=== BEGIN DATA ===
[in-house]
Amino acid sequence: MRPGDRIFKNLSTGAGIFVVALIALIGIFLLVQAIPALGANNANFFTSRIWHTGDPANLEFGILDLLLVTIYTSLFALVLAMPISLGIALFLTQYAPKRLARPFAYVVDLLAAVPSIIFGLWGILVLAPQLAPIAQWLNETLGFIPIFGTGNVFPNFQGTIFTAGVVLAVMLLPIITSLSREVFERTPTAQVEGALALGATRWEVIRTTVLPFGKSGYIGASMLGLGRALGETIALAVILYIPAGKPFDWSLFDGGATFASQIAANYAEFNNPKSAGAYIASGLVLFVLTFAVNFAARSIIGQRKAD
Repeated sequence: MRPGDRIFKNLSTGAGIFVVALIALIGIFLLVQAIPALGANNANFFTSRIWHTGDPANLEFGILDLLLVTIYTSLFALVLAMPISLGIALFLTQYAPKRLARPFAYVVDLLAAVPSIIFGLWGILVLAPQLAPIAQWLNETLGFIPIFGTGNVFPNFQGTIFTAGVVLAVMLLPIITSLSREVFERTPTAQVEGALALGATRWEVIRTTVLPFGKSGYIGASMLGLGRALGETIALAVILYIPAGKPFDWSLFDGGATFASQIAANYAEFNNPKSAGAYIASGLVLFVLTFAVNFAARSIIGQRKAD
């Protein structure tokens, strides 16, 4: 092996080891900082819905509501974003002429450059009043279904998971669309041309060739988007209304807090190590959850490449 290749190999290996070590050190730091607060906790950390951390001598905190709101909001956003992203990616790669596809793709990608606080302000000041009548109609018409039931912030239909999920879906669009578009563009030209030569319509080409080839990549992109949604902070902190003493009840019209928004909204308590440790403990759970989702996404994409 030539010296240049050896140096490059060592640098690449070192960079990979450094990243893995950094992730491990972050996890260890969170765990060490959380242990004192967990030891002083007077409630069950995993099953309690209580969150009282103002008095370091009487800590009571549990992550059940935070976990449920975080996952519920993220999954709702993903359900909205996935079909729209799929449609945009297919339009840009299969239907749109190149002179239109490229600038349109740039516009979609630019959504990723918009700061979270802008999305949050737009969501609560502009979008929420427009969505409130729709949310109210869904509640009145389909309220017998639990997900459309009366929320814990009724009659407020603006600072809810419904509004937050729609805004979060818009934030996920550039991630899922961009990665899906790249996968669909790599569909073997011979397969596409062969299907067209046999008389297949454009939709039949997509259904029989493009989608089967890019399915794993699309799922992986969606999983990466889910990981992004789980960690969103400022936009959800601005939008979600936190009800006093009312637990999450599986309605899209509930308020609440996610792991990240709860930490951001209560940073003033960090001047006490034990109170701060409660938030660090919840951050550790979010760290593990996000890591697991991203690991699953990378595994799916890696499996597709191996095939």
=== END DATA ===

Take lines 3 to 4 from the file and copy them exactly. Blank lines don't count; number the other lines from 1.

Repeated sequence: MRPGDRIFKNLSTGAGIFVVALIALIGIFLLVQAIPALGANNANFFTSRIWHTGDPANLEFGILDLLLVTIYTSLFALVLAMPISLGIALFLTQYAPKRLARPFAYVVDLLAAVPSIIFGLWGILVLAPQLAPIAQWLNETLGFIPIFGTGNVFPNFQGTIFTAGVVLAVMLLPIITSLSREVFERTPTAQVEGALALGATRWEVIRTTVLPFGKSGYIGASMLGLGRALGETIALAVILYIPAGKPFDWSLFDGGATFASQIAANYAEFNNPKSAGAYIASGLVLFVLTFAVNFAARSIIGQRKAD
């Protein structure tokens, strides 16, 4: 092996080891900082819905509501974003002429450059009043279904998971669309041309060739988007209304807090190590959850490449 290749190999290996070590050190730091607060906790950390951390001598905190709101909001956003992203990616790669596809793709990608606080302000000041009548109609018409039931912030239909999920879906669009578009563009030209030569319509080409080839990549992109949604902070902190003493009840019209928004909204308590440790403990759970989702996404994409 030539010296240049050896140096490059060592640098690449070192960079990979450094990243893995950094992730491990972050996890260890969170765990060490959380242990004192967990030891002083007077409630069950995993099953309690209580969150009282103002008095370091009487800590009571549990992550059940935070976990449920975080996952519920993220999954709702993903359900909205996935079909729209799929449609945009297919339009840009299969239907749109190149002179239109490229600038349109740039516009979609630019959504990723918009700061979270802008999305949050737009969501609560502009979008929420427009969505409130729709949310109210869904509640009145389909309220017998639990997900459309009366929320814990009724009659407020603006600072809810419904509004937050729609805004979060818009934030996920550039991630899922961009990665899906790249996968669909790599569909073997011979397969596409062969299907067209046999008389297949454009939709039949997509259904029989493009989608089967890019399915794993699309799922992986969606999983990466889910990981992004789980960690969103400022936009959800601005939008979600936190009800006093009312637990999450599986309605899209509930308020609440996610792991990240709860930490951001209560940073003033960090001047006490034990109170701060409660938030660090919840951050550790979010760290593990996000890591697991991203690991699953990378595994799916890696499996597709191996095939």